Are There Sites for Boondocking with a 40' RV?
by Sheryl Price
Q: What is the percentage, would you say, in all your books that this size of RV pulling a tow can get in and out of without difficulty?
My other question is what specifically do you mean by sharing a site? How can you do that with our size rig?
We have not traveled much yet in the western states so we haven't yet purchased any of your books. Is anyone doing these type of books for the areas east of the Mississippi River?
I enjoy reading and learning from your newsletter. We are workkamping and so just being on the road is not happening much yet but we don't go back to the same place except for one where we do a 3-4 month work period.
About sizes of RV for each boondocking site mentioned in the Frugal Shunpiker's Guides: I can actually give you a fairly accurate answer.
I use footnotes or endnotes at the back of each of my guides that give my opinion of approximately what size RV, small or larger (small being no longer than 24 feet long and large being from approx 24 to 35 feet long), can access each and every campsite that I mention in the book. With the ebooks, you'll have that information (based on me actually seeing the site) for each camping area I mention. I try to estimate on the safe side so most often even longer rigs can get access.
When I think the sites aren't accessible to larger RVs I also mention the reasons. For instance: could be difficult to get turned around, or the road is very steep, or has tight switchbacks, etc.
Because our RV is only 19' long I have to carefully estimate what larger RVs would need. Turning radius will be different for various set-ups and I don't want to make guesses that get anyone in trouble so, for your size rig (and anything over 35'), the guidelines I give for big-rig-friendly sites will be a guideline only -likely you will be okay but, since most RVs that length have a tow vehicle, please use the tow to drive in and check before you drive your RV in.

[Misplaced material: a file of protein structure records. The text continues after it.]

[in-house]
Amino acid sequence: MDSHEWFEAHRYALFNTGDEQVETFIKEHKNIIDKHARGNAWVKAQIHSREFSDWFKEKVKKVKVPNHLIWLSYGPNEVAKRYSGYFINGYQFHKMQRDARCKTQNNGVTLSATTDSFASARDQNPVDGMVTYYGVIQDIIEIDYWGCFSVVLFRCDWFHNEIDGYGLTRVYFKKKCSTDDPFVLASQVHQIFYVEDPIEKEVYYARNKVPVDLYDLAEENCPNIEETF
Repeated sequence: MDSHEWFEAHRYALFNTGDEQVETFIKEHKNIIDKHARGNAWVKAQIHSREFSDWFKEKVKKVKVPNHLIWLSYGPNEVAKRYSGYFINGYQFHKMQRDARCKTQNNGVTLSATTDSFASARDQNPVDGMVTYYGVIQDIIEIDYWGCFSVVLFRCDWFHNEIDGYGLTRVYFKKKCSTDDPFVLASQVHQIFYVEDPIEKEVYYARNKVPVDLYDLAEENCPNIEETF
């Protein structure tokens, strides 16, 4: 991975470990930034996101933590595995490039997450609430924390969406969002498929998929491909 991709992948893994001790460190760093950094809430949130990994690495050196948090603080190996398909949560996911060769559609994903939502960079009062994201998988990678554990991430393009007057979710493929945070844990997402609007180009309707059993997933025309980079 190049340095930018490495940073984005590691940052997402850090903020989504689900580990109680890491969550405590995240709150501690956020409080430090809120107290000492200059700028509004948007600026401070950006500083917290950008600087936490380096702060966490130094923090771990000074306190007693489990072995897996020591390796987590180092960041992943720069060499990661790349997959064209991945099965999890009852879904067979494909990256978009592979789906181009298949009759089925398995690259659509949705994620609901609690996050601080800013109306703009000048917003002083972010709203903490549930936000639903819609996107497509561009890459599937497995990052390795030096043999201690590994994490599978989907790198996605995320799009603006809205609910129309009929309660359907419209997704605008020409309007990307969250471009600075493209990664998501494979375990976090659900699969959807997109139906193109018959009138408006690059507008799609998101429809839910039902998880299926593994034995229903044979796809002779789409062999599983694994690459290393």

I just did a quick count of each index entry in my guides that says which campsites should be fine for larger RVs (35') and came up with these numbers:
80 of the 105 suggested camping areas in my Arizona book should be okay.
82 of the 93 suggested camping areas in my Southern Texas book should be okay.
68 of the 99 suggested camping areas in my New Mexico book should be okay.
65 of the 112 suggested camping areas in my Southern Utah book should be okay.
75 of the 104 suggested camping areas in my California Deserts and Eastern Sierra book should be okay.
73 of the 136 suggested camping areas in my California Mountains and Coast book should be okay.
Of course conditions can change over time and with each season, so you'll always have to use your own best judgement. Also, whenever I update each guide, I generally have found some new locations to add so these numbers may change.
About sharing a campsite: A lot of campgrounds allow an additional vehicle for no charge or a small extra fee. If sites have enough space, it's possible. And when other campers are willing to share - why not?
Personally, we've shared with people who were tent camping. They used the campsite's tent pad, table, grill, and fire ring, while we confined ourselves to the RV parking space. You'll have less choice in a larger RV of course but, in Yosemite Valley, the young tenting couple who shared with us had chosen a large site specifically because her parents (with a full-size fifth wheel) were joining them later in the week.
By the way, we've only resorted to site-sharing when the campground is full but if you were traveling with or meet other like-minded campers, it could also be a cost-saving idea.
About boondocking guides for the eastern states: I don't know of any and have no immediate plans to write them myself. Although I may add several guides in the future, I plan to write only for areas that I know we'll be back to visit again so that I can keep my promise and send out free future updates for all my guides based on those travels.
My aim is not to make travel-writing a job. I prefer to let our travels dictate the guides I write, not the other way around.